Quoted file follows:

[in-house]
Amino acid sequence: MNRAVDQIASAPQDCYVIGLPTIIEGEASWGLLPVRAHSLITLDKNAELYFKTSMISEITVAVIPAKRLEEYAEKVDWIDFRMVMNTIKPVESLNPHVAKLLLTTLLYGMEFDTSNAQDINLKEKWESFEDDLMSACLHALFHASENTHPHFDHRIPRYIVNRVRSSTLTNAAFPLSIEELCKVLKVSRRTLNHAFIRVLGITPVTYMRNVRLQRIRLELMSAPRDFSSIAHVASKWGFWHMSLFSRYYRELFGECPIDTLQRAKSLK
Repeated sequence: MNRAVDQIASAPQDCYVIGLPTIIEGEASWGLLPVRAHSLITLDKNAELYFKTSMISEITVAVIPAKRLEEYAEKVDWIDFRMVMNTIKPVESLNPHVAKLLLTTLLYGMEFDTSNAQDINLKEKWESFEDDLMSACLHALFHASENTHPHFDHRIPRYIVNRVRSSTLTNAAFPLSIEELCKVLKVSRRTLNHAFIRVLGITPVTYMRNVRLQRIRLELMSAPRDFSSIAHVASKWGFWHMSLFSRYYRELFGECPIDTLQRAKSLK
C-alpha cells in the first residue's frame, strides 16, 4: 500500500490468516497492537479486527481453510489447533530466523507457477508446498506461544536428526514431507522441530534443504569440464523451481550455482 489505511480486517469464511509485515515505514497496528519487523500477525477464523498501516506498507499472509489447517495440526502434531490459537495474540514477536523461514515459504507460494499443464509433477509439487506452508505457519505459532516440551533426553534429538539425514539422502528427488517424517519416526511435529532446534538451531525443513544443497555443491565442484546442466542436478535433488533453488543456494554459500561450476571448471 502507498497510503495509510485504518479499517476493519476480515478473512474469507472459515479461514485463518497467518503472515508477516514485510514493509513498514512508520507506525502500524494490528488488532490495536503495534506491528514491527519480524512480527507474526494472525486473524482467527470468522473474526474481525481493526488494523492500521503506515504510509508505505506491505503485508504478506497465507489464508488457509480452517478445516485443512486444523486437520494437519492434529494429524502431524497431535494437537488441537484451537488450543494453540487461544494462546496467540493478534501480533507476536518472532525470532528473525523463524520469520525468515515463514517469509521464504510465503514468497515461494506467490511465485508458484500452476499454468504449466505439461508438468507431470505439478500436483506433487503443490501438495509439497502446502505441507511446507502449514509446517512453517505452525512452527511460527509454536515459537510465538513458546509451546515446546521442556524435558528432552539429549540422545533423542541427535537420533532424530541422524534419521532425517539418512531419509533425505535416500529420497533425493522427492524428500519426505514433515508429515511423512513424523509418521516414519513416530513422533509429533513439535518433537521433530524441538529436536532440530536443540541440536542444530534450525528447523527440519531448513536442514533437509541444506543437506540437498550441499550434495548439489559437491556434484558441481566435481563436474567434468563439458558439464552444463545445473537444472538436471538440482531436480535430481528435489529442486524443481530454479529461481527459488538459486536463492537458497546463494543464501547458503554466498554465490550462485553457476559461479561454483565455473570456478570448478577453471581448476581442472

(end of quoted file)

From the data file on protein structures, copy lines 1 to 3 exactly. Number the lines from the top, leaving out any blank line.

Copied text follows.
[in-house]
Amino acid sequence: MNRAVDQIASAPQDCYVIGLPTIIEGEASWGLLPVRAHSLITLDKNAELYFKTSMISEITVAVIPAKRLEEYAEKVDWIDFRMVMNTIKPVESLNPHVAKLLLTTLLYGMEFDTSNAQDINLKEKWESFEDDLMSACLHALFHASENTHPHFDHRIPRYIVNRVRSSTLTNAAFPLSIEELCKVLKVSRRTLNHAFIRVLGITPVTYMRNVRLQRIRLELMSAPRDFSSIAHVASKWGFWHMSLFSRYYRELFGECPIDTLQRAKSLK
Repeated sequence: MNRAVDQIASAPQDCYVIGLPTIIEGEASWGLLPVRAHSLITLDKNAELYFKTSMISEITVAVIPAKRLEEYAEKVDWIDFRMVMNTIKPVESLNPHVAKLLLTTLLYGMEFDTSNAQDINLKEKWESFEDDLMSACLHALFHASENTHPHFDHRIPRYIVNRVRSSTLTNAAFPLSIEELCKVLKVSRRTLNHAFIRVLGITPVTYMRNVRLQRIRLELMSAPRDFSSIAHVASKWGFWHMSLFSRYYRELFGECPIDTLQRAKSLK